This pair of Then & Now photos shows just how poor the state of repair of the cottages in Little Virginia had become by the late 1960s and early 1970s. Given how idyllic these cottages are today and given their prime location adjacent to historic Kenilworth Castle it seems inconceivable that they lay derelict. This uncertainty was set against a backdrop of properties of a similar age being demolished on Clinton Lane, School Lane, Warwick Road and elsewhere during a period of modernisation mania.
Robin Leach has kindly provided some context for the struggle to preserve these historic properties: “Little Virginia was owned by the Charles Randall Trust (effectively Charles Randall’s sons; Charles died in 1932 having bought Little Virginia in 1918). The trust did little repair work but the cottages were still occupied and into the late 1960s they were becoming run-down. The trust, trying to offload them, offered them to the Kenilworth Urban District Council (KUDC) but they declined, but soon after the council began re-housing the occupants and started proceedings for compulsory purchase to save them; as that was progressing the trust sold the cottages to Sapcotes”. This period is covered in more detail in Robin’s latest book The Abbey Fields (Rookfield Publications, 2017) .
Early KHAS newsletters from the period illustrate the nature of the struggle to preserve the site. KHAS Newsletter 32 from June 1969 for example states “For the past year the Society had been concerned with the preservation of some of Kenilworth’s older buildings, the Cottages in Clinton Lane, Little Virginia, Tainters Hill Mill and the extension of the Conservation area, amongst others.”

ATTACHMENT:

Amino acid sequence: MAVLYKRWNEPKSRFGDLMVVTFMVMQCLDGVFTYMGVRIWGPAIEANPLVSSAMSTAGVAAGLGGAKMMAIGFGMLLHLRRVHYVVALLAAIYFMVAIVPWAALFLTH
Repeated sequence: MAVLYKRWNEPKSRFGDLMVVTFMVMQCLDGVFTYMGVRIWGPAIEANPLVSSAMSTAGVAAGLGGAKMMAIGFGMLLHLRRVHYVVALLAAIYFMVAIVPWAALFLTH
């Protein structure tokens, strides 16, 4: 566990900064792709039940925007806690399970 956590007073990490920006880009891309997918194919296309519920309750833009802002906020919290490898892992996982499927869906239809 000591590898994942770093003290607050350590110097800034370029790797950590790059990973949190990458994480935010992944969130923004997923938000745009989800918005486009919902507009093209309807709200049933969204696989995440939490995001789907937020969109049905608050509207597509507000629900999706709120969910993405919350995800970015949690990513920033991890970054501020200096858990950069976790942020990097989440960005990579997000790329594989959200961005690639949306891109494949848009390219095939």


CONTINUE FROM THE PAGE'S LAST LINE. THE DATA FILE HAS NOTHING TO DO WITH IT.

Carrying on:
By the time KHAS Newsletter 41 was penned in September 1973 the battle to restore, rather than demolish the properties had been won and KHAS members got the opportunity to dig the site before restoration began. Harry Sunley recorded “We were given permission in April this year to examine the cottages at Little Virginia prior to their extensive renovation. Sapcotes, who are both the owners and builders, have been most helpful, and what might have been a fairly cursory exercise has turned out to be a most interesting project. First of all, the measurers got to work to record the cottages as they were. This included taking a number of photographs. The photography was helped by the removal of the mounds of soil that comprise the gardens, together with the shrubs etcetera, allowing clear views of the cottages. I think the general impression of those taking part was that many of the cottages were in a poor state and that a fairly extensive rebuild was necessary”.
KHAS Newsletter 44 in 1975 elaborates on the finds discovered from this dig. The findings are too lengthy to summarise here, and probably warrant an article in their own right. In short, pre-13th Century features were found, walls with possible connections to the Abbey, evidence of usage as a mason’s yard between the 13th and 17th Centuries and evidence of the phases of building on the site resulting in the buildings we see today.
Originally this building was two separate dwellings, numbered 9 and 11 Castle Hill. At some point during the renovation and “fairly extensive rebuild” of these properties, the buildings were restored, combined into one dwelling, extended and re-thatched. The property became Grade 2 Listed in November 1970 as number 9, Castle Hill as follows: “C17. Timber frame, colour washed brick nogging. Thatched roof tarpaulin covered. One storey and attic, flush casement windows under cambered relieving arches. Nos 5 to 53 (odd) form a group”.